Illustration of Jack Worthing in a top hat and formal attire, and a concerned expression on his face

The Importance of Being Earnest

by Oscar Wilde

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What is the role of religion in The Importance of Being Earnest by Oscar Wilde?

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The Importance of Being Earnest is not a particularly "religious play," but there is a character who is associated with the church—Reverend Chasuble—and two of the main characters seek Christenings. Religion, or at least the way it is used and viewed by the Victorian upper class, is a subject of ridicule in the play.

Reverend Chasuble is a serious man who serves as the parish religious figure in the country, where Jack Worthing has a home. He erroneously claims that he cannot be married, according to "the ancient church" when Miss Prism suggests he may want to take a wife. He is depicted as having strange mannerisms and ways of speaking (making random metaphorical associations, for example). He is respected by those around him, but that isn't saying much, as the other characters seem rather silly and superficial. One redeeming quality about Chasuble is that he does propose to Miss Prism at the end of the play, and unlike the other engagements we see, their relationship is based on a long acquaintance and mutual interest based on more than looks or family name.

The issue of Christenings is probably the primary way religion becomes involved in the play. Jack Worthing pretends to have a younger brother named Ernest, but this is really just Jack's alter ego while in town. Gwendolen has fallen in love with him thinking his name is Ernest, so Jack insists on being christened with the name to make it official. Similarly, Cecily wants to marry a man named Ernest, so Algernon also arranges to be christened under the name. The men argue immaturely about this ridiculous plan, thinking only one can have his name changed to Ernest. Chasuble agrees to do the christenings, as well, so we can see that all around this is completely absurd. Upon first setting up the christening with Chasuble, Jack finds out that there will be a set of baby twins baptized at the time Jack wants the ceremony to be performed. Jack replies,

Oh! I don't see much fun in being christened along with other babies. It would be childish. Would half past five do? (act 2)

First of all, christenings are supposed to be serious religious services initiating infants into the faith, and to call them "fun" is to downplay their significance. He also points out, ironically, that it would be "childish" to be "christened along with other babies." His behavior and Algernon's is childish throughout the play, and he here even admits to being a "baby" himself when he places himself alongside "other babies." He then immediately follows up his objection with a question affirming that he still wants to go through with this. Basically, the men are making a mockery of the religious ceremony for their own absurd ends.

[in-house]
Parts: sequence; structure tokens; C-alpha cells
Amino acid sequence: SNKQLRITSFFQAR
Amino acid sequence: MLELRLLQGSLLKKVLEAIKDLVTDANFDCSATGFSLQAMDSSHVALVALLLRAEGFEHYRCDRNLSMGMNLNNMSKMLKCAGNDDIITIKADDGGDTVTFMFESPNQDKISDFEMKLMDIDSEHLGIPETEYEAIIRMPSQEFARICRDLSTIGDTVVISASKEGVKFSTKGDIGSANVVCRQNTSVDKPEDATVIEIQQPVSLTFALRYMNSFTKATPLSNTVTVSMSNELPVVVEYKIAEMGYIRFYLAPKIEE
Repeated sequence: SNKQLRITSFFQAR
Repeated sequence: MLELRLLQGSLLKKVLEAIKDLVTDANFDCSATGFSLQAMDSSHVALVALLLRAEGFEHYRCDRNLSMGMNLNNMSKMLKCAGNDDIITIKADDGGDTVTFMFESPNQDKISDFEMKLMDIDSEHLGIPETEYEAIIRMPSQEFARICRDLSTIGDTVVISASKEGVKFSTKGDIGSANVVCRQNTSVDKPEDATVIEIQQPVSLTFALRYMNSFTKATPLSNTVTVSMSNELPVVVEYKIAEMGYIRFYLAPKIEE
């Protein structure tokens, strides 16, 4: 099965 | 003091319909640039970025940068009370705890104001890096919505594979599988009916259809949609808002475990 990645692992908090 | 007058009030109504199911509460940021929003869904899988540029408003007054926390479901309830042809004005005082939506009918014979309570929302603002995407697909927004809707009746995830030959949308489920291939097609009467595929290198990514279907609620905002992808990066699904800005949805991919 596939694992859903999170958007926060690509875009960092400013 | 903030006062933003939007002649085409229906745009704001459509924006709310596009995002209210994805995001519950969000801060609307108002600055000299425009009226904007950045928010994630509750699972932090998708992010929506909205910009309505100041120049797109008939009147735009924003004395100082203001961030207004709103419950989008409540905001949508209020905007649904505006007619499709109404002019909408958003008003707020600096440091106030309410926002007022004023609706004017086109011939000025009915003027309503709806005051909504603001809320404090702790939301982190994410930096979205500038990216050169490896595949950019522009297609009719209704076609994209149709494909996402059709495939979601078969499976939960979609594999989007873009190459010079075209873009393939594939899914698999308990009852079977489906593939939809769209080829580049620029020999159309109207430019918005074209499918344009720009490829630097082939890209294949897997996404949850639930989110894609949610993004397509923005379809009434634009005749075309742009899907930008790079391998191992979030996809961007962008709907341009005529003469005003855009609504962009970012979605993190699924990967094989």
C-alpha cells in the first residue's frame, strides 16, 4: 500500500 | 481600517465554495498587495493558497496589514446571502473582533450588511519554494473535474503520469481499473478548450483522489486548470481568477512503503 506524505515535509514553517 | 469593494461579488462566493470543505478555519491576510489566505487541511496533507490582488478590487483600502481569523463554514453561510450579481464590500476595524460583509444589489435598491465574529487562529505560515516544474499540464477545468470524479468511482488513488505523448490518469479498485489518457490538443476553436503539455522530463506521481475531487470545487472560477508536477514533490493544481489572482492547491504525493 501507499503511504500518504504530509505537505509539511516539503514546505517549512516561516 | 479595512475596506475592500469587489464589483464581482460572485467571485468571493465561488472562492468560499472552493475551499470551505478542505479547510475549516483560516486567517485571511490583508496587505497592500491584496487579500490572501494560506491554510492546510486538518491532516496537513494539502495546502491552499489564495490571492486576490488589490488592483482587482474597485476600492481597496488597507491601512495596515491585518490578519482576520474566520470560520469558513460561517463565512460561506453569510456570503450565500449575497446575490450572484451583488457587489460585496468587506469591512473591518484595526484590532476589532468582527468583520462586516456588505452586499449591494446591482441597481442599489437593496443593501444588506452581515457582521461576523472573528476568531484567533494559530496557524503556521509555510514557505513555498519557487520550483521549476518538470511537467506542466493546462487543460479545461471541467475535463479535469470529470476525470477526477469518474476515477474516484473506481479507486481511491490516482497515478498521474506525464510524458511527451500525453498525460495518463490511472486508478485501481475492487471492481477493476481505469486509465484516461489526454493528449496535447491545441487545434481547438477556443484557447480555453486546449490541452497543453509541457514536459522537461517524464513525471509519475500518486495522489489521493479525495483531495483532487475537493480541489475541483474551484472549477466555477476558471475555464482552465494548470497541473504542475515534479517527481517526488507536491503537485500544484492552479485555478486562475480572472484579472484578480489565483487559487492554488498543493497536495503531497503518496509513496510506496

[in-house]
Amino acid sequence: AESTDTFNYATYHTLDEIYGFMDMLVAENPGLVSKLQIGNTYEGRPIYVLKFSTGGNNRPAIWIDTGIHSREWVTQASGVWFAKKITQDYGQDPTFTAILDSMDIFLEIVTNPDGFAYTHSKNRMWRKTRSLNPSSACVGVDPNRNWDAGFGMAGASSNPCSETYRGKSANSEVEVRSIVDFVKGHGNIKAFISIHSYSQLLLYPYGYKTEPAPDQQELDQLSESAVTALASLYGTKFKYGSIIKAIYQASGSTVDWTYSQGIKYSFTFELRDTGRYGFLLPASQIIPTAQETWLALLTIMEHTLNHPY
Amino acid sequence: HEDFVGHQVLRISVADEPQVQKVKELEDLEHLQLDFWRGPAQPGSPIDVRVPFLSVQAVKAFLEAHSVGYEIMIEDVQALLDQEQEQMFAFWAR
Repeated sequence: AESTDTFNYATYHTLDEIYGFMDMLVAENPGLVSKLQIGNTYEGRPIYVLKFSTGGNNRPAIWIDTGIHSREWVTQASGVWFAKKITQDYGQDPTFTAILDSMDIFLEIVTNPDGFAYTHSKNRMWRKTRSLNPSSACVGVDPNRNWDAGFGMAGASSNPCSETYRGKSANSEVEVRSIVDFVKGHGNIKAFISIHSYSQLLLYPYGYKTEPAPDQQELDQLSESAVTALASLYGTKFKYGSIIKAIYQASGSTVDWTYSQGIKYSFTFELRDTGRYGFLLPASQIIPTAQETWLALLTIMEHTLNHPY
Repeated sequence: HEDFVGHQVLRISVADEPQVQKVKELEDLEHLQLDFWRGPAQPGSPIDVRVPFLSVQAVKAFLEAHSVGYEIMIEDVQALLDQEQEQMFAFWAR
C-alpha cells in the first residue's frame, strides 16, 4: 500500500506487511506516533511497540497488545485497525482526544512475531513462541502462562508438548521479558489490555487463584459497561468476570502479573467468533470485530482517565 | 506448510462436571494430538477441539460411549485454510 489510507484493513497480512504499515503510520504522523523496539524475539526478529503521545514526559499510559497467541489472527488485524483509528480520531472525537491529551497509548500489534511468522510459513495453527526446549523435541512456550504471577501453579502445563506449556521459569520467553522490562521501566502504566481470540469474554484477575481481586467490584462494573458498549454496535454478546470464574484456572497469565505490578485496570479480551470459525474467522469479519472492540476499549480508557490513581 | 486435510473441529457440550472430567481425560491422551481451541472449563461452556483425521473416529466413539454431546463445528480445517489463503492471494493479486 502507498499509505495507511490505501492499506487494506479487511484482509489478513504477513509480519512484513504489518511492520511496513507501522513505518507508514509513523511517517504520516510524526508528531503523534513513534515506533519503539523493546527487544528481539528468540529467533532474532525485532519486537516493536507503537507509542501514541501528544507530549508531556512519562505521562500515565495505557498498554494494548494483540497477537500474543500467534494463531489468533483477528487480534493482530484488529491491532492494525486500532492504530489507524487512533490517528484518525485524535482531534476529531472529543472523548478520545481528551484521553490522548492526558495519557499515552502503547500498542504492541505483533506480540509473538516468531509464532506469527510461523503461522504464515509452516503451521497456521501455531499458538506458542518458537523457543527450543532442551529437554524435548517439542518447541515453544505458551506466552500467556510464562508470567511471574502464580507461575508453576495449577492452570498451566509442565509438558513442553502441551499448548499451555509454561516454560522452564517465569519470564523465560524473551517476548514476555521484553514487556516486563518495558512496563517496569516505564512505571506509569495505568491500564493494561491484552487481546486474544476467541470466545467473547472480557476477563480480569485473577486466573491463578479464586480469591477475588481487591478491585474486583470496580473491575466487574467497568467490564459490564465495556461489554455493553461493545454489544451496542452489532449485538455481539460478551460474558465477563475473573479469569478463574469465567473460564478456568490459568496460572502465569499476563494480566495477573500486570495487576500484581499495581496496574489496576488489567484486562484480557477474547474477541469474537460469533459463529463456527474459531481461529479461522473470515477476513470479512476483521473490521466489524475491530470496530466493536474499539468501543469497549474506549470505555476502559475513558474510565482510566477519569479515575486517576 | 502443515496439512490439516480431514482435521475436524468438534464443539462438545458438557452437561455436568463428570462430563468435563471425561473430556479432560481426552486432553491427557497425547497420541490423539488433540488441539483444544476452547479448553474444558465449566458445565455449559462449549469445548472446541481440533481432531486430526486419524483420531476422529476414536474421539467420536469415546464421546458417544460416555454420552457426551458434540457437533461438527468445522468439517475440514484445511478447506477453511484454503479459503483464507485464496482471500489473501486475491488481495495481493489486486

Like upper-class mannerisms, values, and marriage practices, upper-class Victorian attitudes towards religion are satirized in The Importance of Being Earnest.

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One way to explore the role of religion in The Importance of Being Earnest is through the discussions of christenings that take place between different characters in the play. From a Christian's point of view, a christening is a very significant event in a person's spiritual life, but in the play, Jack and Algernon's casual treatment of the event reflects a loose understanding of its significance and a playful disrespect of the Christian religion.

A christening often coincides with a baptism, which is a sacrament during which a person's original sin is cleansed from the person. According to many Christians, God commanded that baptisms take place to officialize a person's status as a true and recognized child of God. Jack and Algernon do not have religion on their minds as they consider their own christenings; rather, they are thinking of their own pleasure and satisfaction, which are decidedly un-Christian values.

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The Importance of Being Earnest by Oscar Wilde is a play that satirizes many forms of Victorian conventions. Religion is no exception. For the upper class characters of the book, religion functions as a social convention, rather like serving tea. 

The main religious elements of the play involve The Reverend Frederick Chasuble, D.D., a clergyman in the Church of England, who is called upon to christen the two young men who desire to be named Earnest. He is a stereotypical caricature of the English divine: celibate, of indeterminate age, obsessed with obscure scholarly questions about the Primitive Church, and unworldly in the sense that he is utterly impractical. He is almost obsessively concerned with the outward details of religious ceremony. He displays little of what might be considered genuine faith, and is quite flexible in his willingness to baptize and marry people with little regard for the spiritual suitability of the participants.

In his focus on the outward forms of religion, Reverend Chasuble functions as the spiritual equivalent of Lady Bracknell's obsession with the outward conventions of society. In the play, then, religion becomes reduced to social convention. 

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